Thursday, 17 June 2010

Excerpt Day - As Darkness Falls © Bronwyn Parry


No, not this.
Detective Sergeant Isabelle O’Connell dragged up every
ounce of self-discipline to halt the cry of denial, and it lodged,
unsounded, in her throat. She closed her eyes against the
sight as tears that couldn’t be shed scalded her eyelids.
Nearby, her colleagues cleared their throats, muttered curses,
avoided looking at each other.
The heavy mantle of failure kept them all quiet. Seven
days, the child had been missing. Seven long, hellish days
and nights of searching and hoping and feverishly following
any prospect of a lead, no matter how weak, desperately
trying to find some trace of her.
And now this.
The fact of the girl’s small body, dumped in a hollow in
front of them, was horrific enough. But the single gunshot

to the head that had killed her was clearly less than twentyfour
hours old. She’d been alive for at least six of those days,
and they’d failed to find her. They’d failed her.
Superintendent Barrington pulled himself together first.
‘I’d better go and inform the parents,’ he said, his voice gruff
and constrained. ‘Detective Fraser, get Forensics up here,
now. You two,’ he indicated two of the uniformed police,
‘secure the scene. Nobody, but nobody, is to touch a thing
until they get here. O’Connell, you’ll come with me.’
Isabelle stifled the instinct to run and nodded mutely. As
senior female officer on the case, of course she had to
accompany him for the nightmare task. Ten years on the
job, and each time it became worse, not easier. This time,
she knew the parents, had grown up beside them in this
small town. Somehow she had to find the courage to face
them and deliver this news. Somehow tell Sara, whom she’d
sat beside in fifth grade, that her only child was dead.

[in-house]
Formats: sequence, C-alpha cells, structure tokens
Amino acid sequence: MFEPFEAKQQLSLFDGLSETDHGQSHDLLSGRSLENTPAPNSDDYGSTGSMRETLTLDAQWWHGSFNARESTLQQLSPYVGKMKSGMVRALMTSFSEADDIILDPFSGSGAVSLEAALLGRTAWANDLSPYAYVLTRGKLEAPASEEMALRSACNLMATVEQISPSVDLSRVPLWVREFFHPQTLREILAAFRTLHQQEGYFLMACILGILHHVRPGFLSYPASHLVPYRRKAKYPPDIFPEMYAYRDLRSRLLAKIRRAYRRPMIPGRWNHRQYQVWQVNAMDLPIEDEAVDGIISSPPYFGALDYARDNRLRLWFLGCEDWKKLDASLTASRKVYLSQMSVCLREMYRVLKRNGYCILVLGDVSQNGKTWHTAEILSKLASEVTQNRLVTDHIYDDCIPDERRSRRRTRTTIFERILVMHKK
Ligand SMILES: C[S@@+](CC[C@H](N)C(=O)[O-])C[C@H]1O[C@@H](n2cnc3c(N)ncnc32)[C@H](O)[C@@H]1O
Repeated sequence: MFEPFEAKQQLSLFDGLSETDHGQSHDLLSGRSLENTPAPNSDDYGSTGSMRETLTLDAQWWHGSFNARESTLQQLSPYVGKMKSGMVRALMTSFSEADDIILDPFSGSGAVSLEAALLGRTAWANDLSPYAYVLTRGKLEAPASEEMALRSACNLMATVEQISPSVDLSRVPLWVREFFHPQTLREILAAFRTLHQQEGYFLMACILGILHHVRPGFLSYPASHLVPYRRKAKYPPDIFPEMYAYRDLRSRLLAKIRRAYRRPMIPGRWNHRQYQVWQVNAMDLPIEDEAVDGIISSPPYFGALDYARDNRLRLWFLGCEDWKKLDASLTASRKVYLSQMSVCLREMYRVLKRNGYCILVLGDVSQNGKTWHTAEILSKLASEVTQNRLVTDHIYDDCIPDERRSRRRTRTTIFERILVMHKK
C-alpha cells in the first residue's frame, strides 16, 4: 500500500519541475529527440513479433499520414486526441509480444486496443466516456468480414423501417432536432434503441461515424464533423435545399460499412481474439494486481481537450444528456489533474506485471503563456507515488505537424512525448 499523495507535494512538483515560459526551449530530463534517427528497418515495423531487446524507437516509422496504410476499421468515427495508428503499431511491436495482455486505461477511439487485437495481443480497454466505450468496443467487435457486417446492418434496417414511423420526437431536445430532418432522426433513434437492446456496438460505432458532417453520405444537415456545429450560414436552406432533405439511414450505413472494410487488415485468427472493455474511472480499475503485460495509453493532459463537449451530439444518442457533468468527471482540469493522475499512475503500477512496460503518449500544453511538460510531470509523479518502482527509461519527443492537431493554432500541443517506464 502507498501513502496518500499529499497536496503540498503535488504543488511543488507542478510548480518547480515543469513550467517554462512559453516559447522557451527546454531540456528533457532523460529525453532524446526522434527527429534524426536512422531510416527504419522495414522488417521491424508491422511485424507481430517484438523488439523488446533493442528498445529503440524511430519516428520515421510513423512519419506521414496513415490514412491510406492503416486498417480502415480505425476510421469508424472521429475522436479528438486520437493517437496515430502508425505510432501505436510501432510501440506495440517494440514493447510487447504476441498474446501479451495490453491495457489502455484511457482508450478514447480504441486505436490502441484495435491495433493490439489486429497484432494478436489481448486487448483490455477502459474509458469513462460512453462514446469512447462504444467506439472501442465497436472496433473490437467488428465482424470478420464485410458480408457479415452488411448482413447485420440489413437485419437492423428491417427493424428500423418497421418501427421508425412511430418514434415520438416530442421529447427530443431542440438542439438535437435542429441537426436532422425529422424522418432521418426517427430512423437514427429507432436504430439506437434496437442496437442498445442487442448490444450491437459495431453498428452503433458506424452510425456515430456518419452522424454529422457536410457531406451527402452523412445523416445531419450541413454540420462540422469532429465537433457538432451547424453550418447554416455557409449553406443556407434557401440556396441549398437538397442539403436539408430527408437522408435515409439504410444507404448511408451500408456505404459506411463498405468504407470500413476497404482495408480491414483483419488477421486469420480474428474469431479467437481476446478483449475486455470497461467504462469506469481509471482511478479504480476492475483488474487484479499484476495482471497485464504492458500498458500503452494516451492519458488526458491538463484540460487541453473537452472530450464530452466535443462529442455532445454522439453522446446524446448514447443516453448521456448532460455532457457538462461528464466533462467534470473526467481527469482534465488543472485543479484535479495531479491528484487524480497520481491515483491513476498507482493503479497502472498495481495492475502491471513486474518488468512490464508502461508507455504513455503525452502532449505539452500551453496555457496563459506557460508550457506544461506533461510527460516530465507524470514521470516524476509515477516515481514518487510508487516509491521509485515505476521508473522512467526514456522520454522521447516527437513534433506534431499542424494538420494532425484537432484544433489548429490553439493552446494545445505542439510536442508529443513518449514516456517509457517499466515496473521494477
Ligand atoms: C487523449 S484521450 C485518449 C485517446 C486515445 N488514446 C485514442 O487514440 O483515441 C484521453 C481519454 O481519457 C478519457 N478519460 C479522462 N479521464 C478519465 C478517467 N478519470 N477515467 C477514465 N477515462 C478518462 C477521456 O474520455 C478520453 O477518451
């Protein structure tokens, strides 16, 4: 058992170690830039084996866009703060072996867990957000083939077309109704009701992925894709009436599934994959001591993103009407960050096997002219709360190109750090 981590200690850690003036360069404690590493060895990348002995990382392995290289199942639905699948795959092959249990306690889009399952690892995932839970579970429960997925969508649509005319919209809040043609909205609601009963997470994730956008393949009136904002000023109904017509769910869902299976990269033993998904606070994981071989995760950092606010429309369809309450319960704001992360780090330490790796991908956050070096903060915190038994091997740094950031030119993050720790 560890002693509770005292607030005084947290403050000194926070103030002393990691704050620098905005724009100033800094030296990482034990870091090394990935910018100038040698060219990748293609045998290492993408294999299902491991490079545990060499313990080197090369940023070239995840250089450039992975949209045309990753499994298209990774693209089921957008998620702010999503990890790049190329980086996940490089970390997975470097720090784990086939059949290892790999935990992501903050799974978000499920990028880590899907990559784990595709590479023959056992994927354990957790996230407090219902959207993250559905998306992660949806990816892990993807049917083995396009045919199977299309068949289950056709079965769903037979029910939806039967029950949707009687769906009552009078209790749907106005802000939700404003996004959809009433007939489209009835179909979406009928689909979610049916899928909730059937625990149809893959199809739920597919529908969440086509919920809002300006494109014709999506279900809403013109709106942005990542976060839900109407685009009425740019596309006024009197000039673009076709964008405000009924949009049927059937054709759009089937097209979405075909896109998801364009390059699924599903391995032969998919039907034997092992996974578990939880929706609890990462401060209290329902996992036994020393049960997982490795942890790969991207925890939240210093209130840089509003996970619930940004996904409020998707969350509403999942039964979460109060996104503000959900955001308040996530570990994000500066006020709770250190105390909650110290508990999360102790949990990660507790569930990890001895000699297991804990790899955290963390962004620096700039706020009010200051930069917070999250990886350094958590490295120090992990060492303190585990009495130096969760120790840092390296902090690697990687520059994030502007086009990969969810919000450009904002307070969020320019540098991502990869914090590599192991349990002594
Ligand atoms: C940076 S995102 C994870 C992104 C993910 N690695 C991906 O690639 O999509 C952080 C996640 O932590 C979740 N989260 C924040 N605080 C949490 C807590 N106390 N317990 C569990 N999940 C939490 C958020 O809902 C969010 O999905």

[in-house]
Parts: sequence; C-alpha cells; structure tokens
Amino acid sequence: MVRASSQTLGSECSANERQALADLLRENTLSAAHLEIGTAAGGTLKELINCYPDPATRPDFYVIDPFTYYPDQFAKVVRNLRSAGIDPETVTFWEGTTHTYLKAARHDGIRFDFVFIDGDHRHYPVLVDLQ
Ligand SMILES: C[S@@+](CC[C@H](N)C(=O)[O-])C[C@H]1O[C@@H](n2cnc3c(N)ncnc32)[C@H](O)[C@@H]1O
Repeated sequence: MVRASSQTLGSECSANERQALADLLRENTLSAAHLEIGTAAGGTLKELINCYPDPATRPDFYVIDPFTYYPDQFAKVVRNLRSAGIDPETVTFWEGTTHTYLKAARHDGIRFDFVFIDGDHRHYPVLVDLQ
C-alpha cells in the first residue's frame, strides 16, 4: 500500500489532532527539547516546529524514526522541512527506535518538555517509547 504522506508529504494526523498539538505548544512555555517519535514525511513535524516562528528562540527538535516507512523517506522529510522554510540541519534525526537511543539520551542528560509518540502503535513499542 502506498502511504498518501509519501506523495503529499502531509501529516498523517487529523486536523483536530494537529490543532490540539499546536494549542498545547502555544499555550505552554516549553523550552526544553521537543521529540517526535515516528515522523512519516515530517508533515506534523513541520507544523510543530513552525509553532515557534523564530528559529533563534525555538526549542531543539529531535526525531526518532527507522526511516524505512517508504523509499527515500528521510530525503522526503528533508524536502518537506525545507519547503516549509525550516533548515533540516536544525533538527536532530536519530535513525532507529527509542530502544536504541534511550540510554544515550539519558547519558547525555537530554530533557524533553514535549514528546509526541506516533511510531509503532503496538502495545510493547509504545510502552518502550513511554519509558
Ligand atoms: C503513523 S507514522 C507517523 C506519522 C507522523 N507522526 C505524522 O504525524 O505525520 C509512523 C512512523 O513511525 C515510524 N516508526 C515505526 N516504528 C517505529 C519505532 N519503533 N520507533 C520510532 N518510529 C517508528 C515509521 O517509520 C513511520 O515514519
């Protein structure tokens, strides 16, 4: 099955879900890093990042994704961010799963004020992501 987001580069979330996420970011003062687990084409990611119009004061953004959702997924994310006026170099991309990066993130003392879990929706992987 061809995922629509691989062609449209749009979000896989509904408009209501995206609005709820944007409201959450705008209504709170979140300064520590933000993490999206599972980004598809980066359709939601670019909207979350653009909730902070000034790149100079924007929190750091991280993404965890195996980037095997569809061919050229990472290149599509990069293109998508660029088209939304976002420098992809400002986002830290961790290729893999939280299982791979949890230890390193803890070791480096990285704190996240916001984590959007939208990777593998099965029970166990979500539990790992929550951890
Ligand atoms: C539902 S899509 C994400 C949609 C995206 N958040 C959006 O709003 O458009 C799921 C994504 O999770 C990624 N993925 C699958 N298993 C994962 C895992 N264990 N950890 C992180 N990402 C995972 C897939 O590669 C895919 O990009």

Cope with it. You have to do this.
Despite the orders, no one moved.
Steve Fraser, his face flushed, burst out angrily, ‘Sir, shouldn’t
we haul in that bastard Chalmers again? This is just like that
other kid. There’s got to be something we can hold him on.’
Barrington fixed the sergeant with a cold stare. ‘Evidence,
Fraser. If you find me one shred of evidence that connects
him with this murder, we’ll arrest and charge him. But to
date all you’ve given me is innuendo, gossip, and the fact
that he was tried and acquitted on a similar case two years
ago. That is not evidence. And I have so far seen absolutely

no reason why Chalmers should be under any more suspicion
than anyone else in this town.’
‘But he’s so weird, sir,’ Fraser persisted, reckless in his
challenge. ‘Everyone thinks he did it.’
Isabelle braced for Barrington’s explosion, but the super -
intendent just sighed wearily. ‘Being weird is not a crime,
Fraser, and the prejudices of a town are not the basis for
thorough police investigation.’
Barrington sat, tense and silent, in the passenger seat as
Isabelle drove the short distance back into town. Only as
she pulled up in front of the modest home where the girl’s
parents lived did he speak.
‘When we’ve finished here, O’Connell, you should go and
warn Chalmers. Fraser’s partly right – half the town does
think he did it, and they’ll be baying for his blood.’
‘Protection arrangements, sir?’ she asked, dragging her mind
to practical needs to keep away the dread of the task to come.
‘If he wants it. Use your judgment.’
She switched off the engine, and her fingers fumbled as
she unbuckled her seat belt. Barrington made no move, his
face white.
‘I’m a week from retirement, O’Connell,’ he muttered.
‘This isn’t the way I wanted to finish.’
She saw a curtain flick in the window, knew she had to
move frozen limbs out of the car and do the unthinkable.
Mitch and Sara had to come first. Later – much later, when

duty had been done and whoever had committed this crime